A unique Christmas celebration with her crewmates is another memorable experience for Koch. They turned off all of the lights in the station and used amber tape to cover their flashlights with amber tape, scattering them across the station so that it almost looked like it was lit by candlelight.
In a statement, Koch said, “It was the one day that felt like an escape from everything – not only from the space station, but from any kind of normality.”

The challenges of a journey
Koch and Kelly’s unparalleled missions are only the beginning. NASA is using extended flights to aid in its plans to return humans to the moon and send them on pioneering Mars trips. Deep-space missions will bring new challenges to the table for astronauts, such as how to cope with the social isolation of living in a foreign environment and how to reduce their reliance on Earth-based communications.

There are three testbeds to prepare for this new frontier of exploration: simulated missions on Earth, extended stays on the space station, and ultimately the first Artemis missions that will land the first woman and the first person of color on the moon. During the early Artemis missions, astronauts will keep journals to chronicle their well-being and wear devices to track their sleep and circadian rhythms, according to NASA.
Maintaining a healthy sleep cycle, communicating well with the rest of the crew, and alleviating boredom and stagnation could help space travelers on long missions to Mars and prevent them from developing psychiatric disorders or experience cognitive or behavioral issues. Once they reach Mars, astronauts will also have tough, physically demanding tasks and experience days that are 37 minutes longer than those on Earth.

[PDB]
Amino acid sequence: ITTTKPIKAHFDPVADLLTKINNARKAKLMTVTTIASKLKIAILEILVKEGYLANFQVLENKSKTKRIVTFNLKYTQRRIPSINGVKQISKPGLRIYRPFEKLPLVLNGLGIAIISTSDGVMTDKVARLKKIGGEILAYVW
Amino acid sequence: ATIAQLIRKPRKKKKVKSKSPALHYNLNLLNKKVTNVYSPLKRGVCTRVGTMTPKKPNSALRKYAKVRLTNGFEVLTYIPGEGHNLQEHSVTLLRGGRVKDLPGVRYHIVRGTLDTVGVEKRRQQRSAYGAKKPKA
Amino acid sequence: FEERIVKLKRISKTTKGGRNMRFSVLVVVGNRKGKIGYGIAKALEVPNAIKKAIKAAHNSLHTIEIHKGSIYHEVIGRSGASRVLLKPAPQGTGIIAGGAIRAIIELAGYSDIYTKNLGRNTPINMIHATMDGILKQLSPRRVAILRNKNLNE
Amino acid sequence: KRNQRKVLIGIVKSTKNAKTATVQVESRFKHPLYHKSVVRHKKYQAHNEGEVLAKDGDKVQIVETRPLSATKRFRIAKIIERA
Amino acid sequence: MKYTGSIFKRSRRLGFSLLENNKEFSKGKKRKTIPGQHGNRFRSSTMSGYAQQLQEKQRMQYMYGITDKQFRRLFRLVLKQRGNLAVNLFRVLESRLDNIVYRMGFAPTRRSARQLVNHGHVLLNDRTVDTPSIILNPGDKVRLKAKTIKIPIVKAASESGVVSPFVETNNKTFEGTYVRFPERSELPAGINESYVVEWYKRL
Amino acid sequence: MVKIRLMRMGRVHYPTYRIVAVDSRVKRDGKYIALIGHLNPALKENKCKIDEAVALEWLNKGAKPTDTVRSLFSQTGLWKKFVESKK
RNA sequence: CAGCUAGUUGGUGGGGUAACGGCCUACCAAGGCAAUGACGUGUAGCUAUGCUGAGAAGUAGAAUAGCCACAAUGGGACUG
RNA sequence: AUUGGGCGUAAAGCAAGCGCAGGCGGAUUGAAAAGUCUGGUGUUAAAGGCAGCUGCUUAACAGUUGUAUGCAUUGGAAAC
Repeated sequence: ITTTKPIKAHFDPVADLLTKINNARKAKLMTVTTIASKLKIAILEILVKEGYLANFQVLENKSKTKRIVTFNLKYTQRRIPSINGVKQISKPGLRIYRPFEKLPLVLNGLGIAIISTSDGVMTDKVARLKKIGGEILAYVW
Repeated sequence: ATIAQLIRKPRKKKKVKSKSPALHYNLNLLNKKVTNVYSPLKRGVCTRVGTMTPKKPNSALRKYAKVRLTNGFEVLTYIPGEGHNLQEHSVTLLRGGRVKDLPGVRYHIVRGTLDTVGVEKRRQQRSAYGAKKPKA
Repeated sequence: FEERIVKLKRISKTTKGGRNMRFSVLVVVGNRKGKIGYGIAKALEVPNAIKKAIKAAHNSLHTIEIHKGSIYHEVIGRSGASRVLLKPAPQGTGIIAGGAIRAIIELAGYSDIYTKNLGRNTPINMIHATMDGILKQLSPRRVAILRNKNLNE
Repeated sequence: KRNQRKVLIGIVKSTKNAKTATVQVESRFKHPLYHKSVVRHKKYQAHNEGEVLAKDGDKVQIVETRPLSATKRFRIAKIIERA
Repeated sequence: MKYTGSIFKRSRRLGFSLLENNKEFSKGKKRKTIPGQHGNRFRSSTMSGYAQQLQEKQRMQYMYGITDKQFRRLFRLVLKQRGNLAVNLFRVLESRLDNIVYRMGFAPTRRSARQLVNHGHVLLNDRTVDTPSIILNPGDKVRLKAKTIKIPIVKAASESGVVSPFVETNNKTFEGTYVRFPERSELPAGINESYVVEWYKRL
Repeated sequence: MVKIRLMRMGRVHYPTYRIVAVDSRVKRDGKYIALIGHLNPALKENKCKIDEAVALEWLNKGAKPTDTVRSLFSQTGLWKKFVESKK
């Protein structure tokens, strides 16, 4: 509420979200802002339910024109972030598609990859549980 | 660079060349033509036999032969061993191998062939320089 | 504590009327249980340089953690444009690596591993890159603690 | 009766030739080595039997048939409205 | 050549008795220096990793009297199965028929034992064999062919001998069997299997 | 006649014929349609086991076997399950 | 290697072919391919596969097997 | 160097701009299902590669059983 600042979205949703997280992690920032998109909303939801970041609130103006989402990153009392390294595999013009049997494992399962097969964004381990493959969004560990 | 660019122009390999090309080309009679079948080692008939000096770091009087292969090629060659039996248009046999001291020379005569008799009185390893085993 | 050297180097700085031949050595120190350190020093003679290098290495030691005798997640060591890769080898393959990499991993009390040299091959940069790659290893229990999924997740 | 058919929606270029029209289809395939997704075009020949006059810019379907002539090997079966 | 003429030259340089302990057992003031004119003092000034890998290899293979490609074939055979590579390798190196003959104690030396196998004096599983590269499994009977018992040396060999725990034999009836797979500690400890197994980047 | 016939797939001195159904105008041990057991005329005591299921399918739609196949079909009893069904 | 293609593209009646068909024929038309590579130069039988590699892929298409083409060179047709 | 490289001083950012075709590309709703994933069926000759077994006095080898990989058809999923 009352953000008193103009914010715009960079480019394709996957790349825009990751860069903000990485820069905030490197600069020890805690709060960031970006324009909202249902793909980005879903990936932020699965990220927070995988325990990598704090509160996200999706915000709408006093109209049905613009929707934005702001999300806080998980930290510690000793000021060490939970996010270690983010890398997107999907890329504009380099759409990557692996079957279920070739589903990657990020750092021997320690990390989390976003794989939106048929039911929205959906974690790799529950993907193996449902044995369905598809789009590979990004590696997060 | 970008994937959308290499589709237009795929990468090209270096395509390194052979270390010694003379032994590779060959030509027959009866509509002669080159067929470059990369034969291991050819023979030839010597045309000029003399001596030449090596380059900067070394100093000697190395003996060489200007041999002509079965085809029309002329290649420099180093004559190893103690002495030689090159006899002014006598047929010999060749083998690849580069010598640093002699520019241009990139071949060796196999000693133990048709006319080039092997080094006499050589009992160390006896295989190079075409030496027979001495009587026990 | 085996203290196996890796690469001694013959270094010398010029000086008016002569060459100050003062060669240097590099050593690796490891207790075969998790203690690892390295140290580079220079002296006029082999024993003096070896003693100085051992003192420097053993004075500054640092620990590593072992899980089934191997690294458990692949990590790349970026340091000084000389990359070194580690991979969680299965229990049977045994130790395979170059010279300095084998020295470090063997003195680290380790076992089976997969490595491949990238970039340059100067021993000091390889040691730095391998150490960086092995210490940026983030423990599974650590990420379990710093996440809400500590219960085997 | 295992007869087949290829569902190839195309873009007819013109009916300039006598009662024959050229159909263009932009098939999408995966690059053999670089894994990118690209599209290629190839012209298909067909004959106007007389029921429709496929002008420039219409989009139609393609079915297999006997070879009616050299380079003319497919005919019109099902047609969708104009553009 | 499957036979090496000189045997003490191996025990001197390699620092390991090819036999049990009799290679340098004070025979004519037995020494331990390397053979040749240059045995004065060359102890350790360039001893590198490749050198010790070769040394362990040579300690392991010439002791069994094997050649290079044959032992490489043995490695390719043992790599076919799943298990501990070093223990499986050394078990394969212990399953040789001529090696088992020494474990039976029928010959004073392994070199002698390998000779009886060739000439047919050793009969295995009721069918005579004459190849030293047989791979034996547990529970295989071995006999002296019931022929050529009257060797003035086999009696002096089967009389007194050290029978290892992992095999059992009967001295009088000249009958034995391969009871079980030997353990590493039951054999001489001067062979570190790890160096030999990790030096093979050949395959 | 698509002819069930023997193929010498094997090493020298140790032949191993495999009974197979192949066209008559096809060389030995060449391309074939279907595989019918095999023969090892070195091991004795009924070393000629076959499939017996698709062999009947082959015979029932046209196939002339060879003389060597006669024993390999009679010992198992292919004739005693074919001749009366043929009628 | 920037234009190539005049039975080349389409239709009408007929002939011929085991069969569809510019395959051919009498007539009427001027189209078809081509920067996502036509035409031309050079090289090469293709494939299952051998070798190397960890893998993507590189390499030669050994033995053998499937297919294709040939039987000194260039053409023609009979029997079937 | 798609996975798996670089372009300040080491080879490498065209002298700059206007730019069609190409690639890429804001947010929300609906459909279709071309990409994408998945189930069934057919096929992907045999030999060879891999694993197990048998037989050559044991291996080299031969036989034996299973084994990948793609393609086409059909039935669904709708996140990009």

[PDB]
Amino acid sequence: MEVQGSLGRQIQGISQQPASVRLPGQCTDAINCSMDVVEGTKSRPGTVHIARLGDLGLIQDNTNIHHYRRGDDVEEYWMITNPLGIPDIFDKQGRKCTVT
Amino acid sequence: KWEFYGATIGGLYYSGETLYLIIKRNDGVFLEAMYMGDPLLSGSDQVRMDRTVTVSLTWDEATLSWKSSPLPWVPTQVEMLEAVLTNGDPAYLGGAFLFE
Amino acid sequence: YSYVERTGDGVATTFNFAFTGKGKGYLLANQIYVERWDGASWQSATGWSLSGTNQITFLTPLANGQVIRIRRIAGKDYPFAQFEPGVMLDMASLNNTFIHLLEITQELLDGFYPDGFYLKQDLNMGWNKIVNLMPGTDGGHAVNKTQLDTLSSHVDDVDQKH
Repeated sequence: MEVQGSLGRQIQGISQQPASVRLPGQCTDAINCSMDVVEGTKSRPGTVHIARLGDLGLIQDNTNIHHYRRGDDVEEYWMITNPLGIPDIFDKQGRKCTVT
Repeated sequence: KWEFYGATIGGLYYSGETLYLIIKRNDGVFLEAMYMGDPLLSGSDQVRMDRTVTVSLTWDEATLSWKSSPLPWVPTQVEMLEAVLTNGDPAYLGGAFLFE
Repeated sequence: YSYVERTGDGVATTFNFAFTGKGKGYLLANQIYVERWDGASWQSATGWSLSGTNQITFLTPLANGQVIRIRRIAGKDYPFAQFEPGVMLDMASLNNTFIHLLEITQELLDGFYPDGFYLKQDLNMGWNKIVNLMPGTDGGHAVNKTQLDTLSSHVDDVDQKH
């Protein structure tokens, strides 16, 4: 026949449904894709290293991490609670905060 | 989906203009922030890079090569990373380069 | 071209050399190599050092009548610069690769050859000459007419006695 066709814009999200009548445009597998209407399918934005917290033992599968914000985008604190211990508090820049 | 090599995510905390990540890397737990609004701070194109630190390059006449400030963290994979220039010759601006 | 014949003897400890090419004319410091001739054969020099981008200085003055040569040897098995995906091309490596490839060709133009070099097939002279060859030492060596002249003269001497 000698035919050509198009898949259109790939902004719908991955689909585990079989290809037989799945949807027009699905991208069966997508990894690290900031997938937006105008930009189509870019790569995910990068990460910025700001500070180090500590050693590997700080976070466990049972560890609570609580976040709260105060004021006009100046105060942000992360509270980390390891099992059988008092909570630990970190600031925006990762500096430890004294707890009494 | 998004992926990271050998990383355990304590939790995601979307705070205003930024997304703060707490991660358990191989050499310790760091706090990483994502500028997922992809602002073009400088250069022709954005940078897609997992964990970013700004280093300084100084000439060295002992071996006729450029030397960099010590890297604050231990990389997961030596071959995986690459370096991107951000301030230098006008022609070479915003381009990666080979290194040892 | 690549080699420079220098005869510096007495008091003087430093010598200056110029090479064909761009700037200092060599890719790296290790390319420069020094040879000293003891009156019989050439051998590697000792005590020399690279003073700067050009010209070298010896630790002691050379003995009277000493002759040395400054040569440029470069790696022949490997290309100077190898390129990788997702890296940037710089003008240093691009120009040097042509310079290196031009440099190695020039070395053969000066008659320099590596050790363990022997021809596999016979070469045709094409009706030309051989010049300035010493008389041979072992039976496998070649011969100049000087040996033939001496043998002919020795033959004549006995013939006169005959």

Space lessons in self-care
Space gardening is already helping to improve the mental health of astronauts aboard the International Space Station. During their downtime, crew members have claimed that they like tending to plant experiments, seeing greenery, and even getting to taste the fruits of their labors. It also gives them a palpable sense of belonging to their home planet.

Tom Williams, lead scientist for the human factors and behavioral performance element of NASA’s Human Research Program, says that his acronym “CONNECT” can help astronauts combat social isolation.
The letters stand for community, openness, networking, needs, expeditionary mindset, countermeasures and training. Together, these efforts can help future space explorers build self-care into their busy schedules, look out for one another and even recognize the impact of their efforts. “The Moon landing helped people around the world feel more united because they felt the sense of belonging, of oneness, with shared hopes and dreams fulfilled,” Williams said in a statement. For anyone on Earth who feels like they are experiencing a time warp as the pandemic continues, the same lessons apply.

“Ask them to help you and you will be able to help others,” Koch stated. “Learn to be content in your own skin, and on the other hand, set goals for yourself. I believe that when we look back, we realize that we’ve accomplished a lot more than we realized.”